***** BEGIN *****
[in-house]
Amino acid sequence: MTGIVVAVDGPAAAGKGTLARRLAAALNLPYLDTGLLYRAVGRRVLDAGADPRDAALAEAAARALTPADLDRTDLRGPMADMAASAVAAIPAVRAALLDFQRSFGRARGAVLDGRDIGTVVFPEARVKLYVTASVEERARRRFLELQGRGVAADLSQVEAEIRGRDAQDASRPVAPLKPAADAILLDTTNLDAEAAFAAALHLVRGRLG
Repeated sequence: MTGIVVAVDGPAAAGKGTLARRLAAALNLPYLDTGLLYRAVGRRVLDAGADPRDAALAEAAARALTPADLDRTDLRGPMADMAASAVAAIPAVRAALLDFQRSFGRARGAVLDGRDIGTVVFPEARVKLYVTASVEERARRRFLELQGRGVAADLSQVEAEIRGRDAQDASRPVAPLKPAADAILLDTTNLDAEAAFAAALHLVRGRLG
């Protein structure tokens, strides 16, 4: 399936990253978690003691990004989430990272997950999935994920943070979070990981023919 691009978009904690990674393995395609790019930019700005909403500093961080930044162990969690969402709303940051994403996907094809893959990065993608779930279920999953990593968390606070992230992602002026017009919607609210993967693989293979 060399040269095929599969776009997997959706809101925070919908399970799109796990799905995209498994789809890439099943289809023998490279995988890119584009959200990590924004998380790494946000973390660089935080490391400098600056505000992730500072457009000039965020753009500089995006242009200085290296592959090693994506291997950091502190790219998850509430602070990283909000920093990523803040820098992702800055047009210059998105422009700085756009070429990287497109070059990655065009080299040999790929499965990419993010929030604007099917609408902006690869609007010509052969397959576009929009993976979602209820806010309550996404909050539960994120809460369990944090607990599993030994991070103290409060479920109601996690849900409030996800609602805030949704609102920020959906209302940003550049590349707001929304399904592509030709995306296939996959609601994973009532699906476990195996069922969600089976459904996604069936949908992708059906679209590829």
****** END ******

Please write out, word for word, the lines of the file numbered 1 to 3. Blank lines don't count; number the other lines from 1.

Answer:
[in-house]
Amino acid sequence: MTGIVVAVDGPAAAGKGTLARRLAAALNLPYLDTGLLYRAVGRRVLDAGADPRDAALAEAAARALTPADLDRTDLRGPMADMAASAVAAIPAVRAALLDFQRSFGRARGAVLDGRDIGTVVFPEARVKLYVTASVEERARRRFLELQGRGVAADLSQVEAEIRGRDAQDASRPVAPLKPAADAILLDTTNLDAEAAFAAALHLVRGRLG
Repeated sequence: MTGIVVAVDGPAAAGKGTLARRLAAALNLPYLDTGLLYRAVGRRVLDAGADPRDAALAEAAARALTPADLDRTDLRGPMADMAASAVAAIPAVRAALLDFQRSFGRARGAVLDGRDIGTVVFPEARVKLYVTASVEERARRRFLELQGRGVAADLSQVEAEIRGRDAQDASRPVAPLKPAADAILLDTTNLDAEAAFAAALHLVRGRLG